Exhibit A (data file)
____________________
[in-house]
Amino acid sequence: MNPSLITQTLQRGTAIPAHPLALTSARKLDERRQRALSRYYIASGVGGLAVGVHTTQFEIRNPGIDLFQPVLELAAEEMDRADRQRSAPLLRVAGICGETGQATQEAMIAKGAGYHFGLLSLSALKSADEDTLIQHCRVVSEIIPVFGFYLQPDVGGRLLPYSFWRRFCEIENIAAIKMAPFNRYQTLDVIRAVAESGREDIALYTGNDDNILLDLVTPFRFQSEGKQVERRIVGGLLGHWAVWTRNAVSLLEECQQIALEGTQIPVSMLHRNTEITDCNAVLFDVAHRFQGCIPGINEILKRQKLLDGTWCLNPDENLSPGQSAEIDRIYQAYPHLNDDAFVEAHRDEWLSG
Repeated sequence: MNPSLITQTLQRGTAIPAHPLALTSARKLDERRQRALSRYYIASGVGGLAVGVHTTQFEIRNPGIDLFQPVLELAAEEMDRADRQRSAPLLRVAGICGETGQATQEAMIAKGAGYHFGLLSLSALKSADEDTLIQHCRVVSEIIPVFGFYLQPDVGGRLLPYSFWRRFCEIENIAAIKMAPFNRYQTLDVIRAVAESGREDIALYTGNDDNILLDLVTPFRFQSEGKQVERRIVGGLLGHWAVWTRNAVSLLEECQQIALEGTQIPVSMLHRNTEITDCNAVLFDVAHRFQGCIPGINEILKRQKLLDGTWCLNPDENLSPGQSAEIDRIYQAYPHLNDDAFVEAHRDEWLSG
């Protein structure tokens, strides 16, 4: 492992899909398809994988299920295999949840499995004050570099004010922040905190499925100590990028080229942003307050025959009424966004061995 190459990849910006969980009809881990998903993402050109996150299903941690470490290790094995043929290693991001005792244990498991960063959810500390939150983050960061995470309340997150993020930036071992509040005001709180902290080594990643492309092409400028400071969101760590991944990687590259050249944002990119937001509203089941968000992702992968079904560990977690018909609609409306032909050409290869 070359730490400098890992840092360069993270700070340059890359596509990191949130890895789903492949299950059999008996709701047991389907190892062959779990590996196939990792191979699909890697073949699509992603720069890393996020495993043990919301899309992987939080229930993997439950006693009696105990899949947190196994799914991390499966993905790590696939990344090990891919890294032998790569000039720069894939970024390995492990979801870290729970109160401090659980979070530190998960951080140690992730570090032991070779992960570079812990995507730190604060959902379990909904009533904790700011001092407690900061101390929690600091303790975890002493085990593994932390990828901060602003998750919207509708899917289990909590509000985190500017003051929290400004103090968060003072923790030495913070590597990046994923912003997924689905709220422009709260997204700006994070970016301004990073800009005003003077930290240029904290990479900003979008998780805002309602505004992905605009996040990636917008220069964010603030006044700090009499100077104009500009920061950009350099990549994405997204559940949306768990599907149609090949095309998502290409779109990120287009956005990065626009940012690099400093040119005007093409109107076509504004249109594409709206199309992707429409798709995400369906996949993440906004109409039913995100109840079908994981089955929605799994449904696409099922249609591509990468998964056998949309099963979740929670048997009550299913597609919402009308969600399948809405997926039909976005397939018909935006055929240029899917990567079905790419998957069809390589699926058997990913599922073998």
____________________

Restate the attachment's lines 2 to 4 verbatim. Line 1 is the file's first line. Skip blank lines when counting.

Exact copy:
Amino acid sequence: MNPSLITQTLQRGTAIPAHPLALTSARKLDERRQRALSRYYIASGVGGLAVGVHTTQFEIRNPGIDLFQPVLELAAEEMDRADRQRSAPLLRVAGICGETGQATQEAMIAKGAGYHFGLLSLSALKSADEDTLIQHCRVVSEIIPVFGFYLQPDVGGRLLPYSFWRRFCEIENIAAIKMAPFNRYQTLDVIRAVAESGREDIALYTGNDDNILLDLVTPFRFQSEGKQVERRIVGGLLGHWAVWTRNAVSLLEECQQIALEGTQIPVSMLHRNTEITDCNAVLFDVAHRFQGCIPGINEILKRQKLLDGTWCLNPDENLSPGQSAEIDRIYQAYPHLNDDAFVEAHRDEWLSG
Repeated sequence: MNPSLITQTLQRGTAIPAHPLALTSARKLDERRQRALSRYYIASGVGGLAVGVHTTQFEIRNPGIDLFQPVLELAAEEMDRADRQRSAPLLRVAGICGETGQATQEAMIAKGAGYHFGLLSLSALKSADEDTLIQHCRVVSEIIPVFGFYLQPDVGGRLLPYSFWRRFCEIENIAAIKMAPFNRYQTLDVIRAVAESGREDIALYTGNDDNILLDLVTPFRFQSEGKQVERRIVGGLLGHWAVWTRNAVSLLEECQQIALEGTQIPVSMLHRNTEITDCNAVLFDVAHRFQGCIPGINEILKRQKLLDGTWCLNPDENLSPGQSAEIDRIYQAYPHLNDDAFVEAHRDEWLSG
């Protein structure tokens, strides 16, 4: 492992899909398809994988299920295999949840499995004050570099004010922040905190499925100590990028080229942003307050025959009424966004061995 190459990849910006969980009809881990998903993402050109996150299903941690470490290790094995043929290693991001005792244990498991960063959810500390939150983050960061995470309340997150993020930036071992509040005001709180902290080594990643492309092409400028400071969101760590991944990687590259050249944002990119937001509203089941968000992702992968079904560990977690018909609609409306032909050409290869 070359730490400098890992840092360069993270700070340059890359596509990191949130890895789903492949299950059999008996709701047991389907190892062959779990590996196939990792191979699909890697073949699509992603720069890393996020495993043990919301899309992987939080229930993997439950006693009696105990899949947190196994799914991390499966993905790590696939990344090990891919890294032998790569000039720069894939970024390995492990979801870290729970109160401090659980979070530190998960951080140690992730570090032991070779992960570079812990995507730190604060959902379990909904009533904790700011001092407690900061101390929690600091303790975890002493085990593994932390990828901060602003998750919207509708899917289990909590509000985190500017003051929290400004103090968060003072923790030495913070590597990046994923912003997924689905709220422009709260997204700006994070970016301004990073800009005003003077930290240029904290990479900003979008998780805002309602505004992905605009996040990636917008220069964010603030006044700090009499100077104009500009920061950009350099990549994405997204559940949306768990599907149609090949095309998502290409779109990120287009956005990065626009940012690099400093040119005007093409109107076509504004249109594409709206199309992707429409798709995400369906996949993440906004109409039913995100109840079908994981089955929605799994449904696409099922249609591509990468998964056998949309099963979740929670048997009550299913597609919402009308969600399948809405997926039909976005397939018909935006055929240029899917990567079905790419998957069809390589699926058997990913599922073998």